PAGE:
THE Justice department is opposing two bills in the House of Representatives seeking to abolish the Presidential Commission on Good Government and the Office of the Government Corporate Counsel.
In a legal opinion, Justice Secretary Vitaliano Aguirre II objected to House Bills 5216 and 5233 that seek to abolish OGCC and the PCGG and to transfer their functions to the Office of the Solicitor General.
Aguirre said the OGCC and PCGG had special functions that were entirely different from that of the OSG, and that them could result in conflicts of interest in many cases.
“There are numerous cases wherein the OGCC and the OSG find themselves representing opposing sides with conflicting interests,” Aguirre said.
“The OGCC represents the GOCCs [government-owned and -controlled corporations] while the OSG represents different agencies of the government like the Bureau of Internal Revenue, Bureau of Customs, Department of Finance and the like.
“If the BIR, for instance, assesses a tax on a GOCC like the Philippine Charity Sweepstakes Office, and the latter interposes as its defense that it is exempted from the tax, this conflict can only be resolved by going to court and it would be absurd if both entities will be represented by the solicitor general.”
Aguirre said the OGCC should be recognized for its key role in the economic achievements of GOCCs.
He does not want the PCGG abolished either but instead expand and broaden its powers.
“This department sees nothing wrong with the OSG, OGCC and PCGG existing independently of each other. In order to strengthen the OSG, there is no need to abolish the OGCC and PCGG,” Aguirre said.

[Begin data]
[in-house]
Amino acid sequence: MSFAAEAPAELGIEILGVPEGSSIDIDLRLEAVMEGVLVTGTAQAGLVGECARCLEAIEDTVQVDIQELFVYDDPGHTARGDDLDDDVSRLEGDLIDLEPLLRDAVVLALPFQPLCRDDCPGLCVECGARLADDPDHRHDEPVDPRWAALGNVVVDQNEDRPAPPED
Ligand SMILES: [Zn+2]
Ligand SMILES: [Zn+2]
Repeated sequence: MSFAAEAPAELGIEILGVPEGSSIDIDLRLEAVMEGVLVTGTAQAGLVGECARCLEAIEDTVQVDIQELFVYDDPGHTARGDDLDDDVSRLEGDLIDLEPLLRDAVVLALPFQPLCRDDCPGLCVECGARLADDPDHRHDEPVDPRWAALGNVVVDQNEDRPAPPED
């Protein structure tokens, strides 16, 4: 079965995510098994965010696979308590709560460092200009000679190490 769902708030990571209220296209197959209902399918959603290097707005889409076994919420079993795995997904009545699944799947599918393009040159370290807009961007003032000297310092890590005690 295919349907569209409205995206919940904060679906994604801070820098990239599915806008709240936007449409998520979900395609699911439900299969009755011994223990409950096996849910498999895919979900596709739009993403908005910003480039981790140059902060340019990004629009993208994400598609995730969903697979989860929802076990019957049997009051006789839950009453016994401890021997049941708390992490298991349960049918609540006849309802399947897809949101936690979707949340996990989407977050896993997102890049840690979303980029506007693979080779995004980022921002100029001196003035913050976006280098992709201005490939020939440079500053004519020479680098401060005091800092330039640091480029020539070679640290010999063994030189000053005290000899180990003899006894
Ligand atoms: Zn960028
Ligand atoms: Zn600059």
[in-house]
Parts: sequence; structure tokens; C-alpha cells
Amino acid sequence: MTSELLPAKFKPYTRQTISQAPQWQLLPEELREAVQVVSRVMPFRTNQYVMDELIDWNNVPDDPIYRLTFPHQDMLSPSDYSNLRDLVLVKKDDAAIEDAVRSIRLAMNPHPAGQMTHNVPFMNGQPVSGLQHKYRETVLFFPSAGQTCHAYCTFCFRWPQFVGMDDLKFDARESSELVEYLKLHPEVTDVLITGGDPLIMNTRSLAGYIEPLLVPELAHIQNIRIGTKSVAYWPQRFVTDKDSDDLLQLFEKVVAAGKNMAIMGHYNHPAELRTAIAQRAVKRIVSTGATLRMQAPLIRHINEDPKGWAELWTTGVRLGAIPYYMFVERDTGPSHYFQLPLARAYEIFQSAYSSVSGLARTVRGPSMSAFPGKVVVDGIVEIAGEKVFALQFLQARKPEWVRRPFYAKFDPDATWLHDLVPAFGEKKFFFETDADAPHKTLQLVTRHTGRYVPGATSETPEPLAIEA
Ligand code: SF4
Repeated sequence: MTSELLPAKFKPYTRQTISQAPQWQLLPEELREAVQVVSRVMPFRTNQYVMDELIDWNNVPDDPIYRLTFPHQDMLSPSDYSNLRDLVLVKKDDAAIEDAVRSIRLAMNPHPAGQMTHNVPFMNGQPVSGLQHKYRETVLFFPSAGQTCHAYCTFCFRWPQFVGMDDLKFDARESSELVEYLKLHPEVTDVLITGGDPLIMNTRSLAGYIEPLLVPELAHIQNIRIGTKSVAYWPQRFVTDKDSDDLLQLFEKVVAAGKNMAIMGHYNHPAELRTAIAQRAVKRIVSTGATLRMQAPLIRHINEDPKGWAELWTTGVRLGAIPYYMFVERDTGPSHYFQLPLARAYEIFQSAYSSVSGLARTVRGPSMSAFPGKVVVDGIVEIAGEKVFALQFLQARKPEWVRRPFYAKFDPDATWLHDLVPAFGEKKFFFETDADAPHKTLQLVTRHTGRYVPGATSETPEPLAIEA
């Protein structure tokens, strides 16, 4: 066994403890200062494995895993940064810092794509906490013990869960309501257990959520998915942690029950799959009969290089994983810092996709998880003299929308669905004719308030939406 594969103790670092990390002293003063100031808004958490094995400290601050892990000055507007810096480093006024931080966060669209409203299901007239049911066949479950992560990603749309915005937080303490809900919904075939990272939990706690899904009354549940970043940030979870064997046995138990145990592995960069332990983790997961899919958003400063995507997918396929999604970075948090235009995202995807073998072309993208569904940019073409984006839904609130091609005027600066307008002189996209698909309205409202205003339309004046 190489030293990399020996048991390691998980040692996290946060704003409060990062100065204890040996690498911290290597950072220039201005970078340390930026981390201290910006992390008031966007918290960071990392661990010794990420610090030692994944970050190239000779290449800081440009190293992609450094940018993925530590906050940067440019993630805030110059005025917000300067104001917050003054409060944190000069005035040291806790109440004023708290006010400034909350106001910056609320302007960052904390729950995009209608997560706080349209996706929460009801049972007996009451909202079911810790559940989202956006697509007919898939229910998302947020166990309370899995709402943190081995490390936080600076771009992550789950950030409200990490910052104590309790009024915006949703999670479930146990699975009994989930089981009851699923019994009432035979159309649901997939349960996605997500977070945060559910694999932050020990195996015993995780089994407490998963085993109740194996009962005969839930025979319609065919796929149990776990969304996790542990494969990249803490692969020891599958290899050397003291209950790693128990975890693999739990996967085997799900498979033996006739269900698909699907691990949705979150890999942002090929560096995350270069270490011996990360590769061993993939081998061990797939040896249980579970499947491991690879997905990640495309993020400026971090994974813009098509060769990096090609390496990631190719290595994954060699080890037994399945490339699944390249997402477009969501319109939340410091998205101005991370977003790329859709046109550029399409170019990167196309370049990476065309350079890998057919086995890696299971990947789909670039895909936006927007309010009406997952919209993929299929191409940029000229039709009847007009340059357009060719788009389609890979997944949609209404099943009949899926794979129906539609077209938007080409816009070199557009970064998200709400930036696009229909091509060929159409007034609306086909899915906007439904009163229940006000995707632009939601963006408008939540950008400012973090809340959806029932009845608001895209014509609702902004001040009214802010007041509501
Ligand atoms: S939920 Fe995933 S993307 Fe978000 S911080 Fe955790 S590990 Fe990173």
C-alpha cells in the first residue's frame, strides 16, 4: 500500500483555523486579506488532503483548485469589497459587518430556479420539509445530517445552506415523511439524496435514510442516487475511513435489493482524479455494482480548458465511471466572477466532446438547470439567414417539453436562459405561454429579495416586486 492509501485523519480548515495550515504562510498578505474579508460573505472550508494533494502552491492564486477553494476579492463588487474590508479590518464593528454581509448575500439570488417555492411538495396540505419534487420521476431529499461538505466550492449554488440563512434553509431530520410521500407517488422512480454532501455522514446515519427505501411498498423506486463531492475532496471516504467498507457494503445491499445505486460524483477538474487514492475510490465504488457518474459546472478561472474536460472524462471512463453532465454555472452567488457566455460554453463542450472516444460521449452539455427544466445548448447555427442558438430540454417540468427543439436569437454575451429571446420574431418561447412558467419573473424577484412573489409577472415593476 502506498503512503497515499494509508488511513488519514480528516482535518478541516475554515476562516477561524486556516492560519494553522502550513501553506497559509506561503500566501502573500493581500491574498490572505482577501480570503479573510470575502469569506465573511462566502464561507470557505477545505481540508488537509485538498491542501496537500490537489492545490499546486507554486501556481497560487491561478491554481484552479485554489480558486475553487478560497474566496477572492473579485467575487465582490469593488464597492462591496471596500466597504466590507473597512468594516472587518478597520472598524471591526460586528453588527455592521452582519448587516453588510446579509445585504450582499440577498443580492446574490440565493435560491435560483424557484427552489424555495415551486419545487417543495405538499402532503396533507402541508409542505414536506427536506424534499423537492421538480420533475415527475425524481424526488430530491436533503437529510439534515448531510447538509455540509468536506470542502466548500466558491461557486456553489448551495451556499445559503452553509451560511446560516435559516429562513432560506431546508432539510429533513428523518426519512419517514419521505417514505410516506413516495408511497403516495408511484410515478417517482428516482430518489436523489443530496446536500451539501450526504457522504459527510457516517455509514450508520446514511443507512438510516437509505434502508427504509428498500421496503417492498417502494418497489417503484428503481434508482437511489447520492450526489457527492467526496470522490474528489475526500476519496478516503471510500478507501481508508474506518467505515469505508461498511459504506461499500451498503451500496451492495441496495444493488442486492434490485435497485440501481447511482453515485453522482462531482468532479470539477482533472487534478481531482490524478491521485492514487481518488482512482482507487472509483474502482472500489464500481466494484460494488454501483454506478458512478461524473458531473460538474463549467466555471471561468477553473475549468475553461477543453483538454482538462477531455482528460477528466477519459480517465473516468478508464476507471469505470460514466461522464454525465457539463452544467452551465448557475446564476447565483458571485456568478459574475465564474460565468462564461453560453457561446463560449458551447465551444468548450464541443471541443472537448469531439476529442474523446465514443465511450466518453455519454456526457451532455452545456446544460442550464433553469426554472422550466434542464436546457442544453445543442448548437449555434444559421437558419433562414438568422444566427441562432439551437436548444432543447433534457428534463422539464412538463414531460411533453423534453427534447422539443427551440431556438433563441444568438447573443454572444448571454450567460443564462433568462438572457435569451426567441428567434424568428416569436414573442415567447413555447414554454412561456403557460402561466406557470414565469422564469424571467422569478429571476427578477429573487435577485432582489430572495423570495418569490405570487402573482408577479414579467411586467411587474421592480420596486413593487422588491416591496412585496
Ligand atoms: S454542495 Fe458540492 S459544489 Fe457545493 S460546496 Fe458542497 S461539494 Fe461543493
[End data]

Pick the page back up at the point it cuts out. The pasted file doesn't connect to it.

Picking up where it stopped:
Aguirre also disagreed with the provisions in the bills seeking transfer of the OSG as an attached agency of the Justice department to the Office of the President as an autonomous office.
“It is our view that the OSG should continue to be an agency attached to the DoJ, mainly because the powers and functions of the OSG are devolved from this department’s power as ‘the principal law agency of the government as legal counsel and representative thereof,” he said.
“It is thus our position that all offices providing legal services, including the OSG, should be attached to the DoJ,” Aguirre said.
The OGCC supported the position of the DoJ in a separate position paper submitted to the House committee on justice, which will deliberate on the two bills.
The agency laid down its accomplishments and contributions to government coffers to prove its efficiency in performing its duties and to show it did not deserve abolition.
The OGCC said that, in the past six years alone, a total of P171 billion in dividends remittance by the GOCC through its legal assistance had been recorded.
“Better corporate governance across the sector was also observed, thus lending credence to the adage that good governance in fact results in good economics,” newly appointed Government Corporate Counsel Rudolf Philip Jurado said.
He said his agency had played a vital role in protecting the government’s multi-trillion assets and equities through its contextualized knowledge of the clients’ needs and its industry awareness over the past eight decades
Jurado said the GOCC sector was a P4.9-trillion portfolio and its contribution to national development could not be denied.
“It is thus logical that its statutory counsel, which is tasked to provide them legal compass, must not be abolished but strengthened,” he said.
The DoJ and the OGCC issued the opinions at the request of the House committee on justice.
Solicitor General Jose Calida earlier expressed support to the two bills, which he believed would result in a leaner and cleaner bureaucracy in its legal services.
“Consolidating the legal services under the Office of the Solicitor General will eliminate redundant, duplicative and overlapping functions since the OSG, OGCC and PCGG only serve one client”•the Republic of the Philippines,” Calida said.